Sunday, September 28, 2014

The Hazards of a 'Bad News' Email Subject Line

The Hazards of a 'Bad News' Email Subject Line

There's a good chance you've gotten email with the phrase "bad news" in the subject line. "It has been used by a number of Internet marketers to increase response rates, notably during product launches, often achieving particularly high response rates," writes Danny Iny at the AWeber blog.  

Why does a "bad news" subject line work? According to Iny, it hits Sean D'Souza's headline trifecta by:
  • Prompting a question, rather than giving an answer
  • Highlighting a problem, rather than outlining a solution
  • Evoking curiosity

Beyond that, subscribers experience loss aversion. "People read the email because they want to make sure they aren't going to be negatively affected," he notes.  In theory, this may seem like a smart strategy. In practice, however, a "bad news" subject line can be treacherous. Here's why:

Your subscriber might not care about your bad news. If someone you actually know? whether a relative, a business partner or a lawyer? says she has bad news, you're going to pay attention. But the average subscriber has little inherent interest in bad news from a random email marketer.

You might lose the trust of hard-won subscribers. When a click reveals that your "bad news" isn't actually bad news, your message might feel manipulative? or worse, deceitful. "If your audience ends up feeling like you were employing cheap tactics to get them to buy from you," says Iny, "then it will likely backfire."

Conclusion: Watch out. Use a "bad news" subject line with care? or else the upside of increased open rates might bring the downside of increased unsubscribes.

The Customer Is Always Right? Except When He Isn't.

The Customer Is Always Right? Except When He Isn't.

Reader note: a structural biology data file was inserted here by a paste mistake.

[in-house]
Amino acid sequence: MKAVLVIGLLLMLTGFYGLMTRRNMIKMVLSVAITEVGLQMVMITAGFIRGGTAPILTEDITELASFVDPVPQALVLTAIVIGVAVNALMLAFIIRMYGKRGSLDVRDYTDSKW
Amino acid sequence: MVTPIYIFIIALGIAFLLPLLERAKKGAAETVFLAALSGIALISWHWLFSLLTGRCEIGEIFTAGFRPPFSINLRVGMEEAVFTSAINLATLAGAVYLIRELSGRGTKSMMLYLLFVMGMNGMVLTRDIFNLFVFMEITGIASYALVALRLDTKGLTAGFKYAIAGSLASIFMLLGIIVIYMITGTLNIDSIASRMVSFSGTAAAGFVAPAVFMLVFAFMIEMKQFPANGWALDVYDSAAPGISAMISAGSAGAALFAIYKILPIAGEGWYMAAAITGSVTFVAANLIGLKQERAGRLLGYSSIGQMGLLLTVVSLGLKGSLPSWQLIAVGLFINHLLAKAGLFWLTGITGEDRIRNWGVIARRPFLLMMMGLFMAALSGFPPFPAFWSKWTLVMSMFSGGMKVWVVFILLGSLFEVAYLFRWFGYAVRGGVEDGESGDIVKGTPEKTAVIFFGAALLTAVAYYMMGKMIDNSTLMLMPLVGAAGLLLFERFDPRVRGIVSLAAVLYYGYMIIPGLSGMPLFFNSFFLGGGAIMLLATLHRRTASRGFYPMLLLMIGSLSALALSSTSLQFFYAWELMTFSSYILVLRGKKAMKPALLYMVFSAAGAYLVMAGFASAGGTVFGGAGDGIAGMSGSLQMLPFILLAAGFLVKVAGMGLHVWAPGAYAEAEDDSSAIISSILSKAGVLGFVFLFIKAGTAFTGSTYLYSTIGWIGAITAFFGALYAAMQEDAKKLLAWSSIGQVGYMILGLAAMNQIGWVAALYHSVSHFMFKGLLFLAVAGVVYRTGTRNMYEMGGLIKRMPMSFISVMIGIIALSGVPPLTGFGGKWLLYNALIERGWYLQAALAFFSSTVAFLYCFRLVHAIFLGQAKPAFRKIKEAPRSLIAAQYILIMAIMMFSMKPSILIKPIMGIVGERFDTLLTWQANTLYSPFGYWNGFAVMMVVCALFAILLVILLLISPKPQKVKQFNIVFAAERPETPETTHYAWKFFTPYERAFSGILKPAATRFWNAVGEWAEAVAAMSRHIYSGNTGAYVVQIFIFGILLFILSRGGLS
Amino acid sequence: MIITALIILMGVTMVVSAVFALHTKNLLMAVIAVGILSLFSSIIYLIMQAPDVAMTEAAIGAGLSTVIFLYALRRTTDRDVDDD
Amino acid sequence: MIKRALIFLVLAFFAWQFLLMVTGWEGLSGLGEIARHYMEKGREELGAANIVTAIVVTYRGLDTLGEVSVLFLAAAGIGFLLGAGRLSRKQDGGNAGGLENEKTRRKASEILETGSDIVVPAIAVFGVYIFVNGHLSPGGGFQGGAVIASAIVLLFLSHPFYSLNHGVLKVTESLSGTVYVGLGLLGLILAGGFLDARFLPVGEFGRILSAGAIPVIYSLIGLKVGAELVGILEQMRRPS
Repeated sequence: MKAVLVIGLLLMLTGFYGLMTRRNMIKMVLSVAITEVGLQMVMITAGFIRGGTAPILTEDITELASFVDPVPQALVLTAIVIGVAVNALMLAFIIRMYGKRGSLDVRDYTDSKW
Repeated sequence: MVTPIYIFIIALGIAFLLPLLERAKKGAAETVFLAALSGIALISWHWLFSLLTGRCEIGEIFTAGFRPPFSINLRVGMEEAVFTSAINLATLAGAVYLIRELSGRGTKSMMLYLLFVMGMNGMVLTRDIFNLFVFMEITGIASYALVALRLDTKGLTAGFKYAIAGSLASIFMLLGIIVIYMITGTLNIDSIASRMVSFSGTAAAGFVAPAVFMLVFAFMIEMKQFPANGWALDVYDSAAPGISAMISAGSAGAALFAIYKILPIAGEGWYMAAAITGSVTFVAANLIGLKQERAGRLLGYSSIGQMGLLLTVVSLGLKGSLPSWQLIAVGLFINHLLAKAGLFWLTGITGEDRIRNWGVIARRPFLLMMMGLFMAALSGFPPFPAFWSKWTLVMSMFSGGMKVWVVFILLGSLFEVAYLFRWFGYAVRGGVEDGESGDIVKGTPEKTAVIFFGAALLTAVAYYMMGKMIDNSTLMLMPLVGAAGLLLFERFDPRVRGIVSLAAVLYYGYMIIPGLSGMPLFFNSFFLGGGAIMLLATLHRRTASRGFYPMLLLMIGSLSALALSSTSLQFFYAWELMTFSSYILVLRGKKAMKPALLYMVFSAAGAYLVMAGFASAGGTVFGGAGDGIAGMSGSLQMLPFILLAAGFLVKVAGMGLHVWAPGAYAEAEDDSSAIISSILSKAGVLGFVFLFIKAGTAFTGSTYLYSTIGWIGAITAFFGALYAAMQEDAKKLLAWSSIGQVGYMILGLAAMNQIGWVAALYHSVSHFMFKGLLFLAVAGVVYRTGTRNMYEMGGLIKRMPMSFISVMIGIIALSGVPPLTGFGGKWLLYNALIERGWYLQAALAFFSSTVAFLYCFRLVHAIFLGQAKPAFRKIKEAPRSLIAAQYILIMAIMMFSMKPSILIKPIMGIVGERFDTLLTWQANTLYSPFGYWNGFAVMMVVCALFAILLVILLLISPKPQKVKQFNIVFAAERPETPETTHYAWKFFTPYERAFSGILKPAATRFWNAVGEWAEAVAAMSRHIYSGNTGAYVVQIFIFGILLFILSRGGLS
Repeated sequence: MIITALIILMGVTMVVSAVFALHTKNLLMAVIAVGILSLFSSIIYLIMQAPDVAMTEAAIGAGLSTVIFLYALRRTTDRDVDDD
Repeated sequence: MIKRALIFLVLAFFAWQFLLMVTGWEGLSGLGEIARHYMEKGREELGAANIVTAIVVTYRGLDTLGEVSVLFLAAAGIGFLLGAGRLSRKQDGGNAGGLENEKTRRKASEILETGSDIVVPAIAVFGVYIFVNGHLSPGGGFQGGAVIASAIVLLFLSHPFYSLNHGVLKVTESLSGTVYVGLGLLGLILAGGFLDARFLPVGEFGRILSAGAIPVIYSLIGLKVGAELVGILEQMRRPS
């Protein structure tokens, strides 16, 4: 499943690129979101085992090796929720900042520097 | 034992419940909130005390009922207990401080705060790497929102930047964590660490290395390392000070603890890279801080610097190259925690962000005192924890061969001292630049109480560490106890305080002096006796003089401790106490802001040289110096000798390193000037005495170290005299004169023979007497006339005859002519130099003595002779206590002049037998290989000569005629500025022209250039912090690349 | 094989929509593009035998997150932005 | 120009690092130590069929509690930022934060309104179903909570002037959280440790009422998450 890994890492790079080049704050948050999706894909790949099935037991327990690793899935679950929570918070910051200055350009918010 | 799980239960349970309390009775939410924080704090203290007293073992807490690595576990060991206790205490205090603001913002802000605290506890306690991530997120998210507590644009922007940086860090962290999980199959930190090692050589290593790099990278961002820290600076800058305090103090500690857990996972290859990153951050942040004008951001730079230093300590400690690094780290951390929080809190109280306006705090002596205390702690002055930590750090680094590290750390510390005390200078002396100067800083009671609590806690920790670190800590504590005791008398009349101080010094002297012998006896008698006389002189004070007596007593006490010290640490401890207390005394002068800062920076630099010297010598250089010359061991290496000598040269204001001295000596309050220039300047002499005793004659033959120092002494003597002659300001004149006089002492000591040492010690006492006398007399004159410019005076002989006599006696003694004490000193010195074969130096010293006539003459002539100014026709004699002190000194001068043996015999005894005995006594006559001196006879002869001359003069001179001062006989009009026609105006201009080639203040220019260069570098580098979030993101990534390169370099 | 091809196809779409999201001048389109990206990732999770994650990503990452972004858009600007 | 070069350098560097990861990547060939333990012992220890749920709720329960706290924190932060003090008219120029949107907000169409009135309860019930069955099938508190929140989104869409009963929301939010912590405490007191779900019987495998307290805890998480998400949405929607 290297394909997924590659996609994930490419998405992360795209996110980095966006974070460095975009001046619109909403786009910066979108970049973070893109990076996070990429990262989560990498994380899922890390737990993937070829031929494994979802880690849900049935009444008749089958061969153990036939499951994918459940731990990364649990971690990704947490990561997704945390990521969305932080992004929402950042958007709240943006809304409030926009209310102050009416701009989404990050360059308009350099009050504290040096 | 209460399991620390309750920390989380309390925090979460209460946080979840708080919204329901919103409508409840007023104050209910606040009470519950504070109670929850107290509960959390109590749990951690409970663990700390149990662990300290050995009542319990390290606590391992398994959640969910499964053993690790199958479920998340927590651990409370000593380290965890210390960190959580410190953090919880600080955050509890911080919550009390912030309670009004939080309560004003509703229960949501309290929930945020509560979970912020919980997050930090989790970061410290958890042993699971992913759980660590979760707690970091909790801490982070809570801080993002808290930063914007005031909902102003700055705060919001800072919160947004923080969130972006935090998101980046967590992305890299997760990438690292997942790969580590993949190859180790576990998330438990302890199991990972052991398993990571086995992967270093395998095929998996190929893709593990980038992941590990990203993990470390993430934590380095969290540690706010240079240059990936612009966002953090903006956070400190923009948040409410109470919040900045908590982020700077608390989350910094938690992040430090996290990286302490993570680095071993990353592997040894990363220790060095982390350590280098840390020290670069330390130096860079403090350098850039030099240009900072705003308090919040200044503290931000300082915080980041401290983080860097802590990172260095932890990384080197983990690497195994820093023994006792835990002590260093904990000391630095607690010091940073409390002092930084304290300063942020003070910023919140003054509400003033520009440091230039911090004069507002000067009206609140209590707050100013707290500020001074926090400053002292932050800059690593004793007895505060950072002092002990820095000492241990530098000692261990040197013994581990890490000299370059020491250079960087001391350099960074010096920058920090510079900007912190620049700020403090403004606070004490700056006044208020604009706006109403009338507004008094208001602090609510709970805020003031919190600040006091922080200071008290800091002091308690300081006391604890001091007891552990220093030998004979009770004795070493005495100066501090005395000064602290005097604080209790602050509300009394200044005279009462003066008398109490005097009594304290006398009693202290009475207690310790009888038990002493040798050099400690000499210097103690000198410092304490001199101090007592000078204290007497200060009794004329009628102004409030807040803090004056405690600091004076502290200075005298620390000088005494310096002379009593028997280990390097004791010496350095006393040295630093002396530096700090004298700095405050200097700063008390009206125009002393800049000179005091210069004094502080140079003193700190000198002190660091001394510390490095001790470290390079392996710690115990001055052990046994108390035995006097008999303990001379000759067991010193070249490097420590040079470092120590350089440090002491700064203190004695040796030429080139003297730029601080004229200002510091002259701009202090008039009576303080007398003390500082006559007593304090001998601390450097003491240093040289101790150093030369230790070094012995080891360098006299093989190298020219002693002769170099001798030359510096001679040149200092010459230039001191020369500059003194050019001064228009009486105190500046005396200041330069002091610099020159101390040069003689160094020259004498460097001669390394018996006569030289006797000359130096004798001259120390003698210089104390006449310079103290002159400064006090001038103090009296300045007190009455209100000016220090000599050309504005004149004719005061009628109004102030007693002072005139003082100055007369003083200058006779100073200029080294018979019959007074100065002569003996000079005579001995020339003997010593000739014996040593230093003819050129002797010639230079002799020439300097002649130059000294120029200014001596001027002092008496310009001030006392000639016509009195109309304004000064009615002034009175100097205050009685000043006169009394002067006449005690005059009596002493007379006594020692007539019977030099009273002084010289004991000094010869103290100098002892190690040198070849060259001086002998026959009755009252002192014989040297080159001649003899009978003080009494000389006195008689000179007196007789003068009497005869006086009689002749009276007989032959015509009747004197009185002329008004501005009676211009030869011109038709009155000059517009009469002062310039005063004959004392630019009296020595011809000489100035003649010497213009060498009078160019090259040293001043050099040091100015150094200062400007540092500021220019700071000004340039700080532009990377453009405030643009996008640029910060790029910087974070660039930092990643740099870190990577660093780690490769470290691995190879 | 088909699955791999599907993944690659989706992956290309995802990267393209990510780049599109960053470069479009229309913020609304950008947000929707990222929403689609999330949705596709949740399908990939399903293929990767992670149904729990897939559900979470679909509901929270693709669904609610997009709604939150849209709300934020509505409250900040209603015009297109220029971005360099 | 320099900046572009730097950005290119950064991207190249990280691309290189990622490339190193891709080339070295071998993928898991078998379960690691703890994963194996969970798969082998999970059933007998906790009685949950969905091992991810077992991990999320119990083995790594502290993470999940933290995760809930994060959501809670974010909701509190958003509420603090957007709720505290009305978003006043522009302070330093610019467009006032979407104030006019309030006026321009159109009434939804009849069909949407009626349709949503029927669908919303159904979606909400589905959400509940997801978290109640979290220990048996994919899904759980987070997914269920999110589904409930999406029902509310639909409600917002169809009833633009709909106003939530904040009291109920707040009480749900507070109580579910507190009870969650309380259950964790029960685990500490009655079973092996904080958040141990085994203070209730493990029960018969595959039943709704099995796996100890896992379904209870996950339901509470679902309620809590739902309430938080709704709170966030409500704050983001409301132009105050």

We say the customer is always right. But what happens when bad customers co-opt the adage to justify their bad behavior? At least one company "fires" them—to the delight of its good customers. 
"Two years ago," notes Jackie Huba at the Church of the Customer Blog, "we wrote about the best theatre chain in the country: Austin, Texas' Alamo Drafthouse and how it clearly warns customers to not talk or text during a movie or 'we'll kick your ass out.'  (Their actual words.)" 

One of the chain's humorous PSAs starred the late Ann Richards—a tough-talking former Texas governor—who forcefully ejected a rowdy audience member onto the sidewalk.  Huba uses her post to highlight Alamo's latest PSA. It's built around an irate voicemail from an actual customer who was given the heave-ho for texting during a movie, and features an expletive-laden tirade that illustrates why the policy is necessary and desirable.

"I was not AWARE that I couldn't text in your theater," says the customer. "All right?  I've texted in ALL the other theaters in Austin, and no one ever gave a [expletive] about what me, I  was doing on my [expletive] phone."

When she finally announces she will never be back, the company doesn't disguise its pleasure—the PSA replies with this kiss-off: "Thanks for not coming back to the Alamo, texter!"

Conclusion: If you stop accommodating bad customers, you'll attract good customers who don't want to put up with their misbehavior.

If you would like to discuss your marketing plan and share ideas,  please give me a call at 440-519-1500 or e-mail me at

X2 Media can help you target your content and get your message to the audience in a way that it is not only seen and heard, but remembered.

Until next month….remember, “you don’t get a 2nd chance to make a 1st impression”. Always make it a good one!  From X2Media I would like to thank you for your time.

John E. Hornyak
X2Media, LLC